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The McDonald's Diet
When many people think of diet, they think about changing the way they are eating. They realize that a healthy diet should be done in conjunction with healthy exercise - but they consider them two separate halves of a whole. The McDonald's Diet by Mark Austin is a very good book - but readers should know up front that only a few pages talk about eating choices or issues. A full third is spend on photos and descriptions of exercises. The next third is sixty (yes really) pages of his own diet and exercise log. Then there's another sixty pages laid out for YOUR diet and exericise log. Then a brief summary, and the book is done.
So with that in mind, what *does* the book say about diet and eating?
Clearly, for thirty days all he did was eat at McDonalds. He primarily ate multiple salads each day, combined with protein right at workout times. He drank a ton of water. Doing this he went from 166 pounds / 16% fat to 152 pounds / 9% fat. His cholesterol reduced from 234 to 147. The main point here is that you CAN find healthy foods at fast food restaurants, just as you can find wildly unhealthy foods at sit-down restaurants. It's not an excuse to say "I don't have time". If you have time to swing by a McDonalds, you can find a healthy choice there.
In general, aim for small, regular meals. Don't starve yourself and then gorge. You want to eat slowly if you can - it takes your stomach 15 minutes to register fullness. Give your body time to catch up with your eating. Enjoy foods which are water and fiber rich, to hydrate you, fill you up, and keep your systems running smoothly. Avoid foods with high Glycemic Index levels - sugars, starches.
Mark explains that 75% of overeating tends to be emotional. A good solution therefore seems to be to help soothe your emotions! Keep a daily gratitude journal where you focus on your successes, your goals, and your dreams. The tiny steps you take to improve your mood will reflect in your eating habits.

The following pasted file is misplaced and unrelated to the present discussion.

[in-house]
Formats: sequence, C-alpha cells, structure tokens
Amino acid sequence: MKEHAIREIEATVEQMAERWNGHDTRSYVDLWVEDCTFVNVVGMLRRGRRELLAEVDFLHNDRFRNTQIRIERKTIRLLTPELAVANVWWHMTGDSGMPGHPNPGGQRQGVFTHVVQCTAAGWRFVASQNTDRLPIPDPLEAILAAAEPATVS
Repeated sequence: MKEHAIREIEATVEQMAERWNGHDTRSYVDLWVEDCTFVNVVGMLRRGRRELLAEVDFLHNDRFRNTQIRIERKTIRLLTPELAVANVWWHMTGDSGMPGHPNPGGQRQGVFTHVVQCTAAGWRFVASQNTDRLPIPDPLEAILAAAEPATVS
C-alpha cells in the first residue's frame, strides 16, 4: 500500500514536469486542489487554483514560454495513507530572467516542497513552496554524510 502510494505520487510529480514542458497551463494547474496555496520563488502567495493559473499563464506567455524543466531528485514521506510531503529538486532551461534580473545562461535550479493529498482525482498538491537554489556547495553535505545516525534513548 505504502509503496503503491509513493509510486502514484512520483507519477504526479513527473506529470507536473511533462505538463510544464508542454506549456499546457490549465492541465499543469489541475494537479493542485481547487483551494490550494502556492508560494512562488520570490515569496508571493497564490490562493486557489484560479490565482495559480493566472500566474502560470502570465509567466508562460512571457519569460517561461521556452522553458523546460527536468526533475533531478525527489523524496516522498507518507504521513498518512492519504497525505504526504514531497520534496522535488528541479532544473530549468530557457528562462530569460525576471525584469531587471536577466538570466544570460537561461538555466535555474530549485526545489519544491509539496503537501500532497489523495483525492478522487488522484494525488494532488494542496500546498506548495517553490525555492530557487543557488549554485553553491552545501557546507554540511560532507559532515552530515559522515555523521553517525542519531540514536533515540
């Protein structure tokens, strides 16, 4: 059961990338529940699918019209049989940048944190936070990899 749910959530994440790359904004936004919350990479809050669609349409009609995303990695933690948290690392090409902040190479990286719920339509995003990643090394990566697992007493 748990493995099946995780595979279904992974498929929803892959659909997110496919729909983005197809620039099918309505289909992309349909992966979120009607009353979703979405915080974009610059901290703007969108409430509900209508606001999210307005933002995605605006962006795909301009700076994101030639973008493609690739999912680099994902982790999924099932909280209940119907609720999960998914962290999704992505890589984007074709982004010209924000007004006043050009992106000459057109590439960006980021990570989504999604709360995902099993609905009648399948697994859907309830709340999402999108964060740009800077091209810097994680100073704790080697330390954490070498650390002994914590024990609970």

Did you know protein not only helps your muscles to rebuild, but also is good for low-calorie reasons? Just eating a serving of protein burns up a third of its calories in the process of digesting the protein. In comparison carbs only use 7% of their calories during digestion, and fats only 3%!
These are all great tips, but again, there is only a few pages of this content before we head into the giant block of exercises. So be aware that the "diet" portion of this book is extremely slim. Still, clearly he is providing exactly what he promised. A way to find healthy choices at a fast food restaurant, and a way to lose weight. I also want to comment that he states that people should not be eating out all the time! They should be eating home made meals that are fresh and healthy. His point here is if your excuse is "I Don't Have Time" that clearly even in that extreme case you could still be losing weight. You just have to make the right choices.
This book serves as a good response to all those shows and books which claim "fast food is killing us." It's not the fast food. It's the brains which choose to eat giant Cokes, giant french fry servings, and toss a chocolate shake onto that as well. We need to take ownership of the food we choose to ingest, find ways to stay active, and keep a daily log to keep us aware of what we're eating, on track with what we're doing, and grateful for the progress we are making.
Lisa Shea's Library of Low Carb Books
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